During the cold months of winter, when your house’s furnace is running on full blast all day and night, you probably notice the air gets uncomfortably dry. You’ll find yourself with dry and itchy skin, cracked lips, increased allergy symptoms and nosebleeds. You’ll also find that your house is charged with static electricity, so every time you touch the doorknob, it will be a shocking experience.
Luckily for you, there’s an easy fix for dry air in your house. Humidifiers increase the humidity in your home by heating up water into a fine mist. They are simple to use and incredibly effective. The added humidity will make your home much more comfortable while your furnace is running.
Do I need a humidifier?
This depends on several factors. If you live in an area that gets cold enough to require a furnace, then you probably need one. Or, if you want to be more scientific about it, if the humidity level in your home goes below 30 percent, then a humidifier can be a life-changing piece of technology.
Let’s say you do need one. There are whole house humidifiers and smaller portable humidifiers that can humidify only one or two rooms.
Whole house humidifiers
These units are installed directly into your house’s heating system. The best part is that once they’re installed and properly set up, you can forget about it and move on with your life. Modern whole house humidifiers can be set to a specific humidity level to suit your comfort. Anywhere between 30 to 50 percent humidity is considered the “comfort zone” in most homes.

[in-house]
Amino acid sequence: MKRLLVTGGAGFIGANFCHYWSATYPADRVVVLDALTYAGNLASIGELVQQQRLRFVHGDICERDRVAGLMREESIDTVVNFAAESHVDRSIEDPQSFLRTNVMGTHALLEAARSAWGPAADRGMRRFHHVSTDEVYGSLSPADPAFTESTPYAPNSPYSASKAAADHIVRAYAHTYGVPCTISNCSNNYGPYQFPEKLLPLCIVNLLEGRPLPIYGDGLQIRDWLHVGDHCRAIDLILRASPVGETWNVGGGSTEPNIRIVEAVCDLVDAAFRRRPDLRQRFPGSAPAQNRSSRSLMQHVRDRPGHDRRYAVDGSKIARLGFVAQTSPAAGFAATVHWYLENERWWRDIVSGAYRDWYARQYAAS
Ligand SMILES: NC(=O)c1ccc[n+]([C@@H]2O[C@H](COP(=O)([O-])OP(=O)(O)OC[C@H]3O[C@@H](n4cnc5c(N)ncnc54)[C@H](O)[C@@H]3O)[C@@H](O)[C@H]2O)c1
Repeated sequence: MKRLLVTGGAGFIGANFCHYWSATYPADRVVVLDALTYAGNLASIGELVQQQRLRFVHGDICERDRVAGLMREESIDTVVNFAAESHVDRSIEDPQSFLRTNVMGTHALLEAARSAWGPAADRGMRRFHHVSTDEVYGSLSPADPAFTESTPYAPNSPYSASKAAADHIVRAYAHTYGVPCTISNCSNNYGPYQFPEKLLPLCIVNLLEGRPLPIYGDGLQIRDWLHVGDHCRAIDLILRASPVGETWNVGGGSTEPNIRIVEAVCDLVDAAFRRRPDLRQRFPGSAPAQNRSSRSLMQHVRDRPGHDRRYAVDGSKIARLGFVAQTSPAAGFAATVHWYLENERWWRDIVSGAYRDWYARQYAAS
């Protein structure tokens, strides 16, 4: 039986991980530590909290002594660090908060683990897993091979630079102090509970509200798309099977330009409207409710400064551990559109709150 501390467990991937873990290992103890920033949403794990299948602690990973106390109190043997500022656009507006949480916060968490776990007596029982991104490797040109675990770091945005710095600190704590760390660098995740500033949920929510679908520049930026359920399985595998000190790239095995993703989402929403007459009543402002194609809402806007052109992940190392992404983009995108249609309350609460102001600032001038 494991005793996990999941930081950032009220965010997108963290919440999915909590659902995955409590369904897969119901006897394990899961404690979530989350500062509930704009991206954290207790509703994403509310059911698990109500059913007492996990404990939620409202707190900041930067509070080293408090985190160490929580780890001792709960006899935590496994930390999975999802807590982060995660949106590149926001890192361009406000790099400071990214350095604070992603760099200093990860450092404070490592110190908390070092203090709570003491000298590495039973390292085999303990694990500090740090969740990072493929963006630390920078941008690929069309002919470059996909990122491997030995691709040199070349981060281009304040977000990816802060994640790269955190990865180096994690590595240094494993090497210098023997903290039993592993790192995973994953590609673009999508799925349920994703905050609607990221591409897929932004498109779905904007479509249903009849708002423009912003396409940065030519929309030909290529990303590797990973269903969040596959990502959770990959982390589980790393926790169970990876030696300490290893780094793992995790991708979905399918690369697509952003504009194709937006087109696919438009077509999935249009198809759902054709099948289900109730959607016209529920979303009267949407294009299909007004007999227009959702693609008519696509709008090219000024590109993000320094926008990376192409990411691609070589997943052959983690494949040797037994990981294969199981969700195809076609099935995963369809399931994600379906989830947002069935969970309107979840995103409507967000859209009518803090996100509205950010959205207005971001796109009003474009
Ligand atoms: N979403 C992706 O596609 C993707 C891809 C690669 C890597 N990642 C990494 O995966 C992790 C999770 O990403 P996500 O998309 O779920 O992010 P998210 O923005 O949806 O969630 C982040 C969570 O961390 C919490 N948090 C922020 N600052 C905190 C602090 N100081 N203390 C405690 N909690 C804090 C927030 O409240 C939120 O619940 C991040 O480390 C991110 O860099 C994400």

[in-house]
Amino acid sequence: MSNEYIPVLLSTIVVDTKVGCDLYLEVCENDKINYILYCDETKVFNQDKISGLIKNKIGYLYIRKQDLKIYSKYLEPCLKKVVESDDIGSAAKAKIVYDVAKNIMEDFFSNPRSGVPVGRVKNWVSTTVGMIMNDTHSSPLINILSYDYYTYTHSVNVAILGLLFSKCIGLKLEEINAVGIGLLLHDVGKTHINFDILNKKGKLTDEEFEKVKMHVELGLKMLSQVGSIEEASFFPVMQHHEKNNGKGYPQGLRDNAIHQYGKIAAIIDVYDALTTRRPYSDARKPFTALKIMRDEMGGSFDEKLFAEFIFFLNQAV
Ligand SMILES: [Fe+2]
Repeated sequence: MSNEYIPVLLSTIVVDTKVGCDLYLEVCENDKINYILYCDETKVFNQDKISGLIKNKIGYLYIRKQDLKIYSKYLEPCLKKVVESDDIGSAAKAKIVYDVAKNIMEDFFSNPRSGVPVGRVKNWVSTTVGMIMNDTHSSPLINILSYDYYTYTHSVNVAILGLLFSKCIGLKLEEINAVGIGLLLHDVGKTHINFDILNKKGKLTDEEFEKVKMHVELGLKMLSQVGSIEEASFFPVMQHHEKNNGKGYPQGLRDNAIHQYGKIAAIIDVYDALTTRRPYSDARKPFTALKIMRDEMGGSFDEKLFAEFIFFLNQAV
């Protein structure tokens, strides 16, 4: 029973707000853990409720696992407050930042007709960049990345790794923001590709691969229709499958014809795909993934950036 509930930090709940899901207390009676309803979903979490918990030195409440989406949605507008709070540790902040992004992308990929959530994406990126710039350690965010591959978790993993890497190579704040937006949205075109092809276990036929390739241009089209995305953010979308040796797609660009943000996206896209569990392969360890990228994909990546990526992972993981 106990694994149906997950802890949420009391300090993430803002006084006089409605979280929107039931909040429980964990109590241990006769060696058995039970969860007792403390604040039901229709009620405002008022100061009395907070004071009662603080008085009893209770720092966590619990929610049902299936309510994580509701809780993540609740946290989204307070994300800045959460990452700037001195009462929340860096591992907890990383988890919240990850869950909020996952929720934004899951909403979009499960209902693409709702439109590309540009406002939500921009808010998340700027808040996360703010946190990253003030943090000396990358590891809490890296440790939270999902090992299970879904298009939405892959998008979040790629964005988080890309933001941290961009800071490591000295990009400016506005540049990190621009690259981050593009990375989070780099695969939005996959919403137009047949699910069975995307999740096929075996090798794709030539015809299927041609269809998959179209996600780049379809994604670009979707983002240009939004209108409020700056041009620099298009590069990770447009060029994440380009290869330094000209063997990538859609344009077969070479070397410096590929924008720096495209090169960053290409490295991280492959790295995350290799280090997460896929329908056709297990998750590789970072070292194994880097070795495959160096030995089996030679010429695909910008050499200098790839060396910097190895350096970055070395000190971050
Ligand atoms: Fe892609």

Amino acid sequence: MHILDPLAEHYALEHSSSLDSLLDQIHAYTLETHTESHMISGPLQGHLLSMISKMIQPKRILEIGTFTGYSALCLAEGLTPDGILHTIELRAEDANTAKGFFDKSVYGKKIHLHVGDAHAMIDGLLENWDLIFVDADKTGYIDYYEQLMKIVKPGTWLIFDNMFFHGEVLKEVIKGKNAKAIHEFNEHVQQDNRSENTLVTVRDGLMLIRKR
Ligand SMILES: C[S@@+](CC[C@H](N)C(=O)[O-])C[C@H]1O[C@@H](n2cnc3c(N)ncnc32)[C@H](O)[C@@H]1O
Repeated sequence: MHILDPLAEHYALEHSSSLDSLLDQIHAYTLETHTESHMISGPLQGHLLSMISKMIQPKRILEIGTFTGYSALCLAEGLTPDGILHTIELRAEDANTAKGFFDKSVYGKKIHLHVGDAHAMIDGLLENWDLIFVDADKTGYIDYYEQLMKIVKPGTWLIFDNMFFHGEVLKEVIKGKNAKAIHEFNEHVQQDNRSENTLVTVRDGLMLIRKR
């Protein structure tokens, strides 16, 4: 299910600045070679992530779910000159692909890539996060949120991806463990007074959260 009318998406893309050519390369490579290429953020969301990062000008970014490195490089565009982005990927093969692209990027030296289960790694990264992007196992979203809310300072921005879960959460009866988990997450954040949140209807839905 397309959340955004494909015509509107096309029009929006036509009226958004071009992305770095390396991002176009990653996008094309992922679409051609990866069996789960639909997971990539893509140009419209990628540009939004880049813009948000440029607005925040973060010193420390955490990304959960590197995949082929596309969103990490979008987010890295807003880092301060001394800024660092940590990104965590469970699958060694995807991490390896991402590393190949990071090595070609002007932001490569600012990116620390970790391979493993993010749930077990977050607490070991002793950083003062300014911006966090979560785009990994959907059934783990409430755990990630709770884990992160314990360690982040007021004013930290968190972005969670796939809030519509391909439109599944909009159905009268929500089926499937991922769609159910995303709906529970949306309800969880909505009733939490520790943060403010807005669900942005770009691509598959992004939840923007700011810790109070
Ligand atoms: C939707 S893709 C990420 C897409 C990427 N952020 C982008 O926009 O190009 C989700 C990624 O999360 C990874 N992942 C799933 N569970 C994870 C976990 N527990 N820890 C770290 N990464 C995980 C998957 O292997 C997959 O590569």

As good as whole house humidifiers sound, they do have their drawbacks. For one, they are prone to collecting mineral deposits. Since they draw water directly from your waters supply, the amount and severity of mineral deposits will depend on the type of water you use. Because of this, they do require some maintenance. Your main job will be to clean out the mineral deposits once a year to prevent them from hardening.
These are small units you can use in whatever room in the house you choose. They’re not hooked into your home’s plumbing system. These are great for temporary use, or if one part of the house is drier than the rest.
However, before you get too excited, there are some drawbacks to portable humidifiers. The first is that the water tank has to be filled daily. Some units allow you to remove the tank to fill it, and others make you bring water to the humidifier. Also, portable humidifiers can be noisy. Unlike a unit installed directly into your heating system, these smaller units have the heating element and blower all in one. Many people say they’re about as noisy as a window air conditioner.
Finally, the big drawback to portable humidifiers is that if not properly maintained, you run the risk of bacterial build-up, which can be blown all over the room if not cleaned. To prevent this, one must clean the tank every few days; change the filter (according to the manufacturer’s specifications, and only use fresh distilled water. Taking these precautions will ensure your portable humidifier stays in good working condition and you stay healthy.
The choice is yours
If you’re not sure what kind of humidifier will best fit your needs, call us and we can help you decide. If a whole house humidifier is what you want, we can have it up and running in no time.
The post What Type Of Humidifier Is Right For You: Portable Or Whole House? appeared first on Bovio Rubino Service - BRS.